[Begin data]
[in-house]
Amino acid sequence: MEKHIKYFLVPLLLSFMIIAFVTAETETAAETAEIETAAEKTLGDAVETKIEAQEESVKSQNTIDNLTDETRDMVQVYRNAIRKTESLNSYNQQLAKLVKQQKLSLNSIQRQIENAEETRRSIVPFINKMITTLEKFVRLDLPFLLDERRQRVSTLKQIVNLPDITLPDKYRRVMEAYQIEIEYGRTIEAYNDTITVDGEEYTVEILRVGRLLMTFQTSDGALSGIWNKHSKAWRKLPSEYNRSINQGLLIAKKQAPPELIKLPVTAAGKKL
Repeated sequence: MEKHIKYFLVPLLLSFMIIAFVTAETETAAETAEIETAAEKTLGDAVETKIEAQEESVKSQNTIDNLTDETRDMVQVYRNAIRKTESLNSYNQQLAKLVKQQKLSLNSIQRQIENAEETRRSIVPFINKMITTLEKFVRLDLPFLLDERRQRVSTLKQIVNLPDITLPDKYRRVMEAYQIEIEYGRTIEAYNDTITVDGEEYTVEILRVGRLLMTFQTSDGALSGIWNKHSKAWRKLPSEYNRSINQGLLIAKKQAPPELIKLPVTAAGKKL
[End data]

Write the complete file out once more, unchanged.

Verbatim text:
[in-house]
Amino acid sequence: MEKHIKYFLVPLLLSFMIIAFVTAETETAAETAEIETAAEKTLGDAVETKIEAQEESVKSQNTIDNLTDETRDMVQVYRNAIRKTESLNSYNQQLAKLVKQQKLSLNSIQRQIENAEETRRSIVPFINKMITTLEKFVRLDLPFLLDERRQRVSTLKQIVNLPDITLPDKYRRVMEAYQIEIEYGRTIEAYNDTITVDGEEYTVEILRVGRLLMTFQTSDGALSGIWNKHSKAWRKLPSEYNRSINQGLLIAKKQAPPELIKLPVTAAGKKL
Repeated sequence: MEKHIKYFLVPLLLSFMIIAFVTAETETAAETAEIETAAEKTLGDAVETKIEAQEESVKSQNTIDNLTDETRDMVQVYRNAIRKTESLNSYNQQLAKLVKQQKLSLNSIQRQIENAEETRRSIVPFINKMITTLEKFVRLDLPFLLDERRQRVSTLKQIVNLPDITLPDKYRRVMEAYQIEIEYGRTIEAYNDTITVDGEEYTVEILRVGRLLMTFQTSDGALSGIWNKHSKAWRKLPSEYNRSINQGLLIAKKQAPPELIKLPVTAAGKKL